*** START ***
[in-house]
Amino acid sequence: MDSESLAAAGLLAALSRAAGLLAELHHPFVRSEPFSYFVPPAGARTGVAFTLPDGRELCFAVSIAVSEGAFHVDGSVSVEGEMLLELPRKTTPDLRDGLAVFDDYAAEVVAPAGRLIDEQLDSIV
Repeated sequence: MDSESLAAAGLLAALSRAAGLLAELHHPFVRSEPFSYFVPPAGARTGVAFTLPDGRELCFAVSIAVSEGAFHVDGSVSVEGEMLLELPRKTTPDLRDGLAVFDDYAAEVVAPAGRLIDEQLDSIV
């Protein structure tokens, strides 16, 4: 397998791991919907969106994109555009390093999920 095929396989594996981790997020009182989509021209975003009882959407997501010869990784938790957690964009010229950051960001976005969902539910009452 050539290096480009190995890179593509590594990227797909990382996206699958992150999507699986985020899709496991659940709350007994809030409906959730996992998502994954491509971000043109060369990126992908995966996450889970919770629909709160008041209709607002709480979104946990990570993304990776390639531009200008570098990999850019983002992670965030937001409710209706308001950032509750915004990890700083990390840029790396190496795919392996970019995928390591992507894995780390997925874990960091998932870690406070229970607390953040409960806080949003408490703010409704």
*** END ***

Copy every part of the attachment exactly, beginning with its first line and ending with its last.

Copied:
[in-house]
Amino acid sequence: MDSESLAAAGLLAALSRAAGLLAELHHPFVRSEPFSYFVPPAGARTGVAFTLPDGRELCFAVSIAVSEGAFHVDGSVSVEGEMLLELPRKTTPDLRDGLAVFDDYAAEVVAPAGRLIDEQLDSIV
Repeated sequence: MDSESLAAAGLLAALSRAAGLLAELHHPFVRSEPFSYFVPPAGARTGVAFTLPDGRELCFAVSIAVSEGAFHVDGSVSVEGEMLLELPRKTTPDLRDGLAVFDDYAAEVVAPAGRLIDEQLDSIV
């Protein structure tokens, strides 16, 4: 397998791991919907969106994109555009390093999920 095929396989594996981790997020009182989509021209975003009882959407997501010869990784938790957690964009010229950051960001976005969902539910009452 050539290096480009190995890179593509590594990227797909990382996206699958992150999507699986985020899709496991659940709350007994809030409906959730996992998502994954491509971000043109060369990126992908995966996450889970919770629909709160008041209709607002709480979104946990990570993304990776390639531009200008570098990999850019983002992670965030937001409710209706308001950032509750915004990890700083990390840029790396190496795919392996970019995928390591992507894995780390997925874990960091998932870690406070229970607390953040409960806080949003408490703010409704």